LONDON -- U.K. police are combing through “massive amounts of computer data” and more than 2,500 items seized in searches across the country as they look for clues about why a British-born man became radicalized and launched a deadly attack on Parliament.
London’s top counterterror officer Mark Rowley said the attacker, Khalid Masood, previously used the name Adrian Russell Ajao. In a briefing outside Scotland Yard he also announced two more “significant” arrests had been made. That brings the total number of people in custody for the Wednesday attack to nine.
“We’ve seized 2,700 items from these searches, including massive amounts of computer data for us to work through,” Rowley said, adding that contact had been made with 3,500 witnesses.
Masood drove his car into crowds of people on Westminster Bridge on Wednesday afternoon before stabbing a police officer to death at the Houses of Parliament. He was shot dead by police.
Police say three civilians and the police officer died, while 31 people required hospital treatment.
One American man, Utahan Kurt Cochran, was among the dead. He was hit by Masood’s vehicle and thrown off Westminster Bridge, landing on concrete.
Attacker and ISIS
Masood, 52, was born in southeastern England and had most recently been living in the central city of Birmingham, where several properties have been searched by police.
Rowley said police want “to hear from anyone who knew Khalid Masood well, understands who his associates were and can provide us with information about places he has recently visited.”
The Islamic State of Iraq and Syria (ISIS) claimed responsibility for Wednesday’s attack. Police believe Masood acted alone, but Rowley said police are investigating whether he “acted totally alone inspired by terrorist propaganda, or if others have encouraged, supported or directed him.”
As of Friday morning, ISIS had provided no evidence of prior communications with or support of Masood. The claim of responsibility was issued by the terror group’s own pseudo-news agency, in a simple statement claiming him as a “soldier of the caliphate.”
Masood had an extensive criminal history stretching back 20 years -- much of it petty offenses. He has been known by a number of aliases, including Khalid Choudri/Choudari.
His first conviction was in November 1983 for criminal damage, and his last was in December 2003 for possession of an illegal knife.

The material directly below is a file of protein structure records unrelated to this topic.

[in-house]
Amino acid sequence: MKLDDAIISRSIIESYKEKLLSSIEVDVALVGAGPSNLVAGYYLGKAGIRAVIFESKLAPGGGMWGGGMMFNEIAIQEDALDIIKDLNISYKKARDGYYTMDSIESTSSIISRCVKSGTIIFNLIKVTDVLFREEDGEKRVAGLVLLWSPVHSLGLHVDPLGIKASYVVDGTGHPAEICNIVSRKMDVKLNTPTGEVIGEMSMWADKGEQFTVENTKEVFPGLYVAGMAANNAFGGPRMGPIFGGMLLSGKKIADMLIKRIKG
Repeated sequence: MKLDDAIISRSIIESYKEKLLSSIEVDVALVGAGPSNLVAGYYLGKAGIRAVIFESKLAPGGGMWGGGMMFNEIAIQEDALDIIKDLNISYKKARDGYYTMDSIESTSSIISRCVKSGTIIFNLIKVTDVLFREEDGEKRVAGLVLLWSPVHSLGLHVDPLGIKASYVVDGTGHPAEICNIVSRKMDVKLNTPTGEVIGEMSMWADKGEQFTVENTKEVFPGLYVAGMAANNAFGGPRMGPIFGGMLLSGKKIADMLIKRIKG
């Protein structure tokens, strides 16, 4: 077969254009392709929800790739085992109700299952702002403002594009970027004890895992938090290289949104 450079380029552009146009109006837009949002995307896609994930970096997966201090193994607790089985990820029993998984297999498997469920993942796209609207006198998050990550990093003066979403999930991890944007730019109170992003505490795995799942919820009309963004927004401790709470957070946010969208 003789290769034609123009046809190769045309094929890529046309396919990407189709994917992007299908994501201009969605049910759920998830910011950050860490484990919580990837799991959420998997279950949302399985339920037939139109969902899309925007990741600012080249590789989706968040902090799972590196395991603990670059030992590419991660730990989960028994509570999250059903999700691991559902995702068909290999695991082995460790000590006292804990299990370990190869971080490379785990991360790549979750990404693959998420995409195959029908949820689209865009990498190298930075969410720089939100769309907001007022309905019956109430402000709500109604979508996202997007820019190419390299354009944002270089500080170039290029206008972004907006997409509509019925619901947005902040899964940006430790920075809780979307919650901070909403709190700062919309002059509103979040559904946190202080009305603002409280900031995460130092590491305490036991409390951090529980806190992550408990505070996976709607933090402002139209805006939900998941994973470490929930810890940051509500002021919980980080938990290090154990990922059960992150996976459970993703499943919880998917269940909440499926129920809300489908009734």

The London Metropolitan Police have said Masood had previous convictions for assaults, including causing gross bodily harm, possession of offensive weapons and public order offences.
He was never convicted of any terrorism offenses and was not subject to any investigations at the time of the attack.
Prime Minister Theresa May told the House of Commons on Thursday that Masood “was born in Britain and had previously been investigated for suspected extremism by MI5.” She said the probe took place several years ago, however, and that he was not “part of the current intelligence picture.”
Masood was reportedly a father to three children, who as into body building and described himself as a teacher.
He is believed to have moved around a number of address in recent years, including properties in East London, in the southern county of East Sussex and, most recently, a property in the Winston Green district of Birmingham, in central England, which he left in December 2016.
“Normal, in fact friendly”
The manager of a hotel where Masood stayed the night before he plowed his 4x4 into pedestrians on Westminster Bridge and then stabbed a police officer at Parliament said Friday that he seemed unusually outgoing and mentioned details about his family, including having a sick father.
“He was normal, in fact friendly, because we spent possibly five or 10 minutes talking to him about his background and where he came from,” Sabeur Toumi told CBS partner network Sky News on Friday.
Police raided the room at the Preston Park Hotel in Brighton after the attack, searching for clues about Masood.
Toumi said Masood checked in under his own name and mentioned having a couple of children, as well as troubles with an ailing father. Among the items seized were the trouser press and the toilet paper holder.
A neighbor at the Hagley Road, Birmingham address searched by police last night told the Telegraph: “He seemed like a normal calm and kind family man, always with a smile on his face.”
Another neighbour, Iwona Romek, a cake factory worker from Poland who has lived in Birmingham since 2005, told the Telegraph that the man - who she said looked in his late 40s - had lived at No. 4 Quayside, in the Winston Green district, for around seven months, before leaving suddenly about two months ago.
He lived with a woman of Asian appearance in her 30s who covered her hair with the hijab when outdoors, and their five year old child.
“I used to see them taking the child to school in their car. The man would smile but we never spoke,” said Mrs Romek, whose children are aged 25, 15 and eight. “He seemed like a normal calm and kind family man, always with a smile on his face.”